Frantz Fanon: The Wretched of the Earth (1963)

In the Wretched of the Earth, Fanon eloquently and powerfully voices revolutionary theory, psychological insights, and paths to liberation from the perspective of the colonized Other.  As part of the Algerian Nationalist Movement, Fanon offers an intimate explanation of the colonized psyche to the powerful extent that Jean-Paul Sarte says of Fanon:  [T]he Third World finds itself and speaks to itself through his voice (10).  

As Fanon explains, “The status of ‘native’ is a nervous condition introduced and maintained by the settler among colonized people with their consent” (20).  In saying so, he holds the natives responsible for their own liberation, which can only be achieved through community organization to topple the prevailing power structures.  As Fanon writes, “The immobility to which the native decides to put an end to the history of colonization—the history of pillage—and to bring into existence the history of the nation—the history of decolonization” (51).  Decolonization sometimes entails organized violence in Fanon’s eyes; for “colonialism is not a thinking machine, nor a body endowed with reasoning faculties.  It is violence in its natural state, and it will only yield when confronted with greater violence” (61).  Fanon does not condone violence based on revenge or racial hatred; but organized violence constructed by a revolutionary parties educated leaders can be effective (147). 


 Fanon believes that revolutionary parties must be organized around nation, not race or culture, because “every culture is first and foremost national” (216).  He does not believe in a black culture, for instance, because the political, economic, and social conditions for black peoples all over the world are not the same.  Fanon also says that once a culture has been colonized there is no reverting back to previous cultural traditions, for that would be going against the current of history and opposing the people themselves who constitute that culture (224).  Reclaiming national culture is the answer he feels; for “it is the fight for national existence which sets culture moving and opens to it the doors of creation” (244).  Through the development of national consciousness, through the struggle for libertion, through what I call rhetorics of decolonization, culture is born afresh…


Interestingly, Fanon describes the role of national arts in the struggle for liberation.  He explains that literature, drama, epics, stories, contribute to the national movement for freedom.  The literary arts, which he calls literature for combat, I might call rhetorics for combat, as they “call on whole people to fight for their existence as a nation….[I]t molds the national consciousness, giving it form and contours and flinging open before it new and boundless horizons….[I]t assumes responsibility…and it is the will to liberty expressed in terms of time and space” (240).  Fanon claims songs also contribute to this movement as well as handicrafts, ceramics, and pottery, which “begin to reach out” (241).  In making  contributions to the national effort, “the artist invites participation in an organized movement” (242).   While formalism drops out, colors which previously conformed to rules of harmony, begin to increase in numbers and intensity “by the repercussion of the rising revolution” (242).  Jazz, as Cornel West claims, is living evidence of this revolutionary movement in the southern U.S.  The purpose of these arts is “no longer than of univocation but rather of the assembling of the people, a summoning together to awaken the native’s sensibility and to make unreal and inacceptable the contemplative attitude, or the acceptance of defeat” (243).  Continuing, Fanon explains, “[t]he native rebuilds his perceptions because he renews the purpose and dynamism of the craftsman, of dancing and music, and of literature and the oral tradition” (244).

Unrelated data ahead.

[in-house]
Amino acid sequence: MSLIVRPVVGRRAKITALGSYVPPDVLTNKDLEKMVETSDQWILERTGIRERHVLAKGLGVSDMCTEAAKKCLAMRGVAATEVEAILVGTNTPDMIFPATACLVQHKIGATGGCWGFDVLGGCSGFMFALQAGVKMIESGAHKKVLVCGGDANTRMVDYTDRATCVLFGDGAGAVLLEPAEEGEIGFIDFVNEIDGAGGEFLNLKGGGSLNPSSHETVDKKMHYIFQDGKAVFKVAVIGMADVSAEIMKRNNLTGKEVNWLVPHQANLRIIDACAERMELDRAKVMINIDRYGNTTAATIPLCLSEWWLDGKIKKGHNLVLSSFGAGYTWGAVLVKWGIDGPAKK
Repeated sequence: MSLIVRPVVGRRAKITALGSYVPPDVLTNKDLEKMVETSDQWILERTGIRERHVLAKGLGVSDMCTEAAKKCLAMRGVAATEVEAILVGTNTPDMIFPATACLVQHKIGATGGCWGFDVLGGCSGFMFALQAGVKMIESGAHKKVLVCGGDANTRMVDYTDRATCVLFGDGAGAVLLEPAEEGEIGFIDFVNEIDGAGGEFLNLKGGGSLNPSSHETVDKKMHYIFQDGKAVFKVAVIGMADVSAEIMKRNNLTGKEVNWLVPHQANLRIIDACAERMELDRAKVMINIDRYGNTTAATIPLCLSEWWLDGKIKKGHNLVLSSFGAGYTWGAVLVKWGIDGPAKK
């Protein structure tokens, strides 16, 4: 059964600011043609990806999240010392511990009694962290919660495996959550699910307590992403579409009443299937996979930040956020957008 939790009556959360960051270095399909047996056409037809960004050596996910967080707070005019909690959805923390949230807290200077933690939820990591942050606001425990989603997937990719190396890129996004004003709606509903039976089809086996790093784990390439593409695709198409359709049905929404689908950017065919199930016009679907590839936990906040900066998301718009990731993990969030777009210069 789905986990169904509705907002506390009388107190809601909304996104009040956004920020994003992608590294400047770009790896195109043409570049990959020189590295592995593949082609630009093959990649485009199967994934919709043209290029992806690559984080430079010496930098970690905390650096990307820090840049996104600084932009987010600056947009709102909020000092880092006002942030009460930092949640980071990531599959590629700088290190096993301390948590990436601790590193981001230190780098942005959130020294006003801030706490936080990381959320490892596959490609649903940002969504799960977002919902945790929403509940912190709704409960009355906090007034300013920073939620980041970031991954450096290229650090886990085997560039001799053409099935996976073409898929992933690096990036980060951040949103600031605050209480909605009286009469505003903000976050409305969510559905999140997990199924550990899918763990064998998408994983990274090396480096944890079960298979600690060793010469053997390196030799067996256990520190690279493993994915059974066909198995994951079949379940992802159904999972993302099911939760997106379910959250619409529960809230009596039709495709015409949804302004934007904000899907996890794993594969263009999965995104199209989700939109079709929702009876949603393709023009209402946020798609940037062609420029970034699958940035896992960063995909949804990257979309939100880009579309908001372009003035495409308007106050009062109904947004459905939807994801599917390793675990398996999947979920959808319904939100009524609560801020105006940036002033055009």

To be a European man is to be an accmplice of colonialism, since all Europeans benefit by colonial exploitation (25).


And when one day our human kind becomes full-grown, it will not define itself as the sum total of the whole world’s inhabitants, but as the infinite unity of their mutual needs- 27


For a colonized people, the most essential value, because the most concrete, is first and foremost the land:  the land which will bring them bread, and above all, dignity – 44.


The native can see clearly and immediately if decolonization has come to pass or not, for his minimum demands are simply that the last shall be first –46  The native is an oppressed person whose permanent dream is the be the prosecuter – 53


Enemy is created by myth – 56


Each generation must out of relative obscurity discover its mission, fulfill it, or betray it -206.




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